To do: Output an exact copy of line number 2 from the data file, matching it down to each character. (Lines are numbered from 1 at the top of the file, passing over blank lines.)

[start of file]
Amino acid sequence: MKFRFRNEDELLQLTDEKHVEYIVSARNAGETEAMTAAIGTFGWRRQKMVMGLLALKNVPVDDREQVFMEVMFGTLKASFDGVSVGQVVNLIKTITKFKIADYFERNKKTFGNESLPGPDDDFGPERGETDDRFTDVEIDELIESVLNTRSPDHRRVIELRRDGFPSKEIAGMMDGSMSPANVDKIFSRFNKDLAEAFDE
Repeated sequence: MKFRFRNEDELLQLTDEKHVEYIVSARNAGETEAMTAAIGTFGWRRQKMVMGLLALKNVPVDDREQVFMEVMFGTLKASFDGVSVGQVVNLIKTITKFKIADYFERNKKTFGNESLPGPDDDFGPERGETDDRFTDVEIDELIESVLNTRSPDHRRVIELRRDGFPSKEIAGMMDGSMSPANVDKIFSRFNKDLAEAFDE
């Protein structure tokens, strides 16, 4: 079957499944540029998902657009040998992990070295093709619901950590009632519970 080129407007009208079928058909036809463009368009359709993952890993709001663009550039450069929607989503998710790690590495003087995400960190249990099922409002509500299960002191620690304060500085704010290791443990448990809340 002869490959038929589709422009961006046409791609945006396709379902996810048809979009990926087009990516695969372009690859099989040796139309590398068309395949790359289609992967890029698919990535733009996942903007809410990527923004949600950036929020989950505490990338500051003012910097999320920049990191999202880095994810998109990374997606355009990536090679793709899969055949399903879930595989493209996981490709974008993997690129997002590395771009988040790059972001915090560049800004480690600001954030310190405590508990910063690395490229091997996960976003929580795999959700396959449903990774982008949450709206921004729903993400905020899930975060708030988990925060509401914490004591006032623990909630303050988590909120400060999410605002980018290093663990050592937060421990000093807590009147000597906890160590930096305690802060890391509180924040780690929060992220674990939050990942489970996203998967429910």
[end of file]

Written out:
Repeated sequence: MKFRFRNEDELLQLTDEKHVEYIVSARNAGETEAMTAAIGTFGWRRQKMVMGLLALKNVPVDDREQVFMEVMFGTLKASFDGVSVGQVVNLIKTITKFKIADYFERNKKTFGNESLPGPDDDFGPERGETDDRFTDVEIDELIESVLNTRSPDHRRVIELRRDGFPSKEIAGMMDGSMSPANVDKIFSRFNKDLAEAFDE